New to the world of politics, Hoff outlined the reasons why he’s running, which are as follows:

  • Common Sense
  • Education
  • Balanced Budget
  • Small Business Support
  • Transportation

Common Sense

“Our campaign has been received quite well by so many here in our area, and it’s a great honor to run,” said Hoff. “I really want to bring a conservative common sense to the legislature. I’ve been in business for 35 years and there are challenges as to how people are going to pay their tax bills these days. There are many pressures on taxpayers right now, and we need to look at things with a common sense lens, and not be so partisan. If it makes sense do it, if not, then don’t do it.”

To learn more his campaign, visit


“People are at each other’s throats right now,” said Hoff. “Is there a way we can bring our kids back into focus? We need to make sure the kids are a priority in our education discussions. I’m not the polished politician that comes up with lines. I was on the Doernbecher Children’s Hospital Foundation board, and I have a passion for kids. I just have a passion for the children. I’m interested in truly keeping them as a priority for us. I would rather meet with teachers directly, and I want to hear what the challenges are in the classroom. I would spend a day in the classroom to shadow teachers. I would more than enjoy that.”

Hoff said he’s been watching the outcome of the McCleary legislative fixes, and said he’s concerned about the impact, but says it’s too soon to draw conclusions.


“I’m not an expert on McCleary, but the legislation has been put to bed and blessed by the Supreme Court, and there will be course adjustments. I’m not sure the ship has sailed enough to make dramatic course adjustments. When the school districts feel there is an inequity they will address what they feel needs to be done — and we will listen.”

“The alternatives are the school district will ask for more money. Increasing taxes is not a good option. They will have to look at cost cutting. They will also see how this course proceeds and then make legislative adjustments. The levies are cut. I’m not sure now is the time to make dramatic moves. The influx of cash for has been drained through these last union negotiations. I would imagine the unions and districts have to see what is the longevity of this plan. I don’t see the children being mentioned a lot. We have to ask ourselves: ‘In all of these discussions what does that mean to the kids?’”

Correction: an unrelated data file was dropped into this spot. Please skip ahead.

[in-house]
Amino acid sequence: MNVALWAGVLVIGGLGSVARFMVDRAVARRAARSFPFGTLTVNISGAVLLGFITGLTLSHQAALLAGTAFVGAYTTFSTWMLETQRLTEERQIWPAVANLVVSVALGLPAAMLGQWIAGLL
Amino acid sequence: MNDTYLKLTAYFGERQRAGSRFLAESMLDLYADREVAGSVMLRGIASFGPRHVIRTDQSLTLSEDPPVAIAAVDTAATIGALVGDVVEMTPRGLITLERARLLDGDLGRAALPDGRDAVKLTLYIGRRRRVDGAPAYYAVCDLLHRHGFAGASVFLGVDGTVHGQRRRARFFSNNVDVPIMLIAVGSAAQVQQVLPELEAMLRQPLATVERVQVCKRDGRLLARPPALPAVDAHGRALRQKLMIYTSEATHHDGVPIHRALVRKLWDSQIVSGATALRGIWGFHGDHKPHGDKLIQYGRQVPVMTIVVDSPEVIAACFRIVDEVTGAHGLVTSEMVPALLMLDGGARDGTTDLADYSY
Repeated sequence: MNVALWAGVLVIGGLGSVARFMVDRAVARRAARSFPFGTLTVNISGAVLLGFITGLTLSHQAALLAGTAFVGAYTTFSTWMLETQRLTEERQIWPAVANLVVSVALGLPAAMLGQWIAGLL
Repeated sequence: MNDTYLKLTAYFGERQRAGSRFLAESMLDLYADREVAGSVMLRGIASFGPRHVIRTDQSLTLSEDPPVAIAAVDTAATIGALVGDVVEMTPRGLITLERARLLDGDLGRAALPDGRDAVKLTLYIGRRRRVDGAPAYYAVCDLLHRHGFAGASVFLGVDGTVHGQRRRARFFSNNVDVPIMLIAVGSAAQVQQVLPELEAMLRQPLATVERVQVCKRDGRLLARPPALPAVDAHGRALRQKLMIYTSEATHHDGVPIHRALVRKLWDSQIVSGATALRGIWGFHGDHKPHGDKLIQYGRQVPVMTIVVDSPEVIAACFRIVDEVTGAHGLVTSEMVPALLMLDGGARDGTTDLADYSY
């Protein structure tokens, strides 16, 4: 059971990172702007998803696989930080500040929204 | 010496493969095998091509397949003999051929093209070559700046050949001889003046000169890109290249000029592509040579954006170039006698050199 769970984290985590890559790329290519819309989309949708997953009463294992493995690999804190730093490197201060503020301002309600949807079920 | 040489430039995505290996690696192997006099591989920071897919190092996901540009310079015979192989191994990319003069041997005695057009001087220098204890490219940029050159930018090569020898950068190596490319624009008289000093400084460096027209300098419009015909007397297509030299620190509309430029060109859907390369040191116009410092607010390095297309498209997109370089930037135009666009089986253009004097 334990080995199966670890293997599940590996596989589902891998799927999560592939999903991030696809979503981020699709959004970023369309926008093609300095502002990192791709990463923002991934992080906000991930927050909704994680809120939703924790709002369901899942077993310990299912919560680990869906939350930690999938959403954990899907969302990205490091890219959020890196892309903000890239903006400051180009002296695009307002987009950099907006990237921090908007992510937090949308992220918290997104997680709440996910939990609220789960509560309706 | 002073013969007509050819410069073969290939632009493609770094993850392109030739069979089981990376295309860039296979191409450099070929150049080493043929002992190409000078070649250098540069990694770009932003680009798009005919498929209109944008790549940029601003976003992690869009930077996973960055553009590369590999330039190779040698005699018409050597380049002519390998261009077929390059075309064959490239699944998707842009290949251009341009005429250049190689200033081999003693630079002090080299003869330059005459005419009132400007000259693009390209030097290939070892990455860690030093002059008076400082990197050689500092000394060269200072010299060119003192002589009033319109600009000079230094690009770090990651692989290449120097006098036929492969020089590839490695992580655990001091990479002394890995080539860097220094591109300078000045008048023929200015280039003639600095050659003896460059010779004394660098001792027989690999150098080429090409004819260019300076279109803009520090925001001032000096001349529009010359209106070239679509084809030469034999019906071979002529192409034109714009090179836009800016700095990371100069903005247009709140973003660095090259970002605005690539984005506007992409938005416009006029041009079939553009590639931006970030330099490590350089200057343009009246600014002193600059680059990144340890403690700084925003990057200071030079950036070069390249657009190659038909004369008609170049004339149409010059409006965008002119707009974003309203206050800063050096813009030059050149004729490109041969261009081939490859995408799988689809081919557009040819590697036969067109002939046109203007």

He said if he wins the seat, his objective will be to listen than to throw out political rhetoric, and will listen to the districts and see what’s been done in the past.

“I will understand the challenges and will listen to all sides. Right now, I believe the legislation has been enacted and we need to see how it plays out. I’m not the type of candidate that will sit here and promise you I have the silver bullet, but I can promise you is that I will lead us in the right direction.”


Hoff is a big advocate of education.

Balanced Budget

“It’s not what you make, it’s what you spend,” said Hoff. “It’s a simple, but profound statement. The legislature needs to practice good financial practices — and they’re not. There’s no more appetite from the public for anymore tax increases. The Legislature has to live within its means.”

Small Business Support

Hoff has worked in small businesses for 35 years, and he sees the challenges they face.